A taste of bio – chemistry
Vegetable oils are tryglicerides extracted from a plant.
Tryglicerides are bio – chemical compounds that occurs in nature. They are formed by combining glycerol with three molecules of fatty acids. Depending on the oil source you obtain different tryglicerides.
Here is an example of unsaturated fat triglyceride compound. On the left there are glycerol molecules, on the right there are three different molecules of fatty acids: in this case we have, starting from the top, palmitic acid, oleic acid and alpha-linoleic acid.
When the fatty acids are not attached to other molecules they are known as “free” fatty acids. The measure of these broken bounds in triglyceride compounds is FFA parameter. The measurement is possible through the Free Fatty Acids Test.
The acid content in biofuels
The acid content of fats and oils is given by the quantity of free fatty acids deriving from the hydrolytic rancidity of triglycerides. In short, FFA measure the level of degradation of the fats.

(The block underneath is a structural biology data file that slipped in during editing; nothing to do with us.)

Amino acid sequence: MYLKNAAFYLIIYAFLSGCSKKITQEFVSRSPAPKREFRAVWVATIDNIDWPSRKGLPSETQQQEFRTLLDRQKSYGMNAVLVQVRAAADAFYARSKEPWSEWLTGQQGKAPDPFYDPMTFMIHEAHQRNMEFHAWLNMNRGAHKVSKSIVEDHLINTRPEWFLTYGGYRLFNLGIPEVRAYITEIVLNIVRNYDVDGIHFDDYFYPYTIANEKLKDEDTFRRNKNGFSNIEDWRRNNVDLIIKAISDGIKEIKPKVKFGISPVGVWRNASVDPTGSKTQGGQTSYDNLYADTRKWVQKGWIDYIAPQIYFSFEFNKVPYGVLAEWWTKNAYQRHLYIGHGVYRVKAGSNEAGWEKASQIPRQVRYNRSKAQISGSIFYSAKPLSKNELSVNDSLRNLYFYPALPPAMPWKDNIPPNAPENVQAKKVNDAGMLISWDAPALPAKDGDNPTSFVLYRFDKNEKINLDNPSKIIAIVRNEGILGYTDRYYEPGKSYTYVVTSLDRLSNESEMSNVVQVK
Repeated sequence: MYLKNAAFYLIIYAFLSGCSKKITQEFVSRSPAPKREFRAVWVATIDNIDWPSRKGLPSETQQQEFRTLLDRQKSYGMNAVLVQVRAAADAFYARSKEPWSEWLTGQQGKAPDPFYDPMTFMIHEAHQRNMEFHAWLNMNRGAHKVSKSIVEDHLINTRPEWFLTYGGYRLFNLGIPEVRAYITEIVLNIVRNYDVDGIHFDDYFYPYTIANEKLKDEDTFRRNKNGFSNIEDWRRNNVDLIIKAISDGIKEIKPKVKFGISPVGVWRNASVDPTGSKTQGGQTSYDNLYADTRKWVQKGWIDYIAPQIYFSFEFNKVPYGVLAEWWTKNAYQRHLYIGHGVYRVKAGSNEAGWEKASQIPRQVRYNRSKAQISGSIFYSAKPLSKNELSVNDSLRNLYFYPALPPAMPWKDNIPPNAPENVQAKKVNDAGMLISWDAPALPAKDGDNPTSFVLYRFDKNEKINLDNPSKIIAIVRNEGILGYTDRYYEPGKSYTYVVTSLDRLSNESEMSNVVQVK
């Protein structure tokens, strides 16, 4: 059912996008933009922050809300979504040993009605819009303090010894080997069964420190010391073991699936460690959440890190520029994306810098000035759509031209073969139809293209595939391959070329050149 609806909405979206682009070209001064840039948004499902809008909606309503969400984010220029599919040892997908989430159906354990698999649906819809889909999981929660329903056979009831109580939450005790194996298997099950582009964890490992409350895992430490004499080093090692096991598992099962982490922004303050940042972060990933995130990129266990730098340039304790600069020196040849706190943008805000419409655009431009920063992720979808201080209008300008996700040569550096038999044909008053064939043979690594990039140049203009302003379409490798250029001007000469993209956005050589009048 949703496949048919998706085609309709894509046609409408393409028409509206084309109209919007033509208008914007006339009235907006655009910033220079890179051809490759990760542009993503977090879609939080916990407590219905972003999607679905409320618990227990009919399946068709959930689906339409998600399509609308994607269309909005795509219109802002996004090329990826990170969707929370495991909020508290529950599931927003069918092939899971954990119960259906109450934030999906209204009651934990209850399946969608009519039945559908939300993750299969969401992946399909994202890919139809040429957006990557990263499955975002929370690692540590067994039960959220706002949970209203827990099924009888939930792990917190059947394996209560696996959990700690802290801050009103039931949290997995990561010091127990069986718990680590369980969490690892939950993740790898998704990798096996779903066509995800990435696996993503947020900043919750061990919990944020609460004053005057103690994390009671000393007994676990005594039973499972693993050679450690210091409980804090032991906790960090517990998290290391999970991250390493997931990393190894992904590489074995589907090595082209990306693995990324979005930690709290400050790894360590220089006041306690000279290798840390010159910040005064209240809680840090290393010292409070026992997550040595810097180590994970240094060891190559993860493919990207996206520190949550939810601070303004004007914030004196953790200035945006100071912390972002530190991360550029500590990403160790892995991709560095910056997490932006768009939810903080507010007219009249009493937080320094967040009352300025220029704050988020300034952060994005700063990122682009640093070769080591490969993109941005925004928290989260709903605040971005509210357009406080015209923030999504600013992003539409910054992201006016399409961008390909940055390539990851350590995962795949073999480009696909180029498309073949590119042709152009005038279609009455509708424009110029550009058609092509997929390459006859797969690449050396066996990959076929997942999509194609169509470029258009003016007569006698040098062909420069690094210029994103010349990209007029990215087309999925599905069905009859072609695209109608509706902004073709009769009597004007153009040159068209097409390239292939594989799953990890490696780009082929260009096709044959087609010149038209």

Recently the FFA parameter is used more and more to detect the conditions of vegetable oils used as biofuels, that produce green power. Why? Because acidity is dangerous for engines and boilers in which the oils are inserted and can cause damages.
How to determine Free Fatty Acids parameter?
The reference method to determine FFA is titration. It requests an equipped lab, specific facilities and professionals. Acidometer is another method, simpler but low sensitive and low accurate.
More than one instrument of the CDR FoodLab® line offer an alternative: a reference method compliant FFA test that do not request labs, skilled staff or specific glassware. The comparison table shows the instruments that can do the Free Fatty Acids test. The method is always the same: very easy to realize, in fact the testing time is 1 minute per test, high sensitive and accurate, proved by a correlation with AOCS Official Method (Ca 5a-40).
It works thanks to a colorimetric reading at 630 nm that offer the proportional concentration of acid in the sample. Free fatty acids of the sample, at pH minor than 7.0, react with a chromogenous compound and decrease its color. The decreasing of color expresses the percentage of acid. The kind of acid depends on the kind of matrix. The most common used biofuels are palm oil, rapeseed oil, sunflower oil, soybean oil, fried oil or waste oil.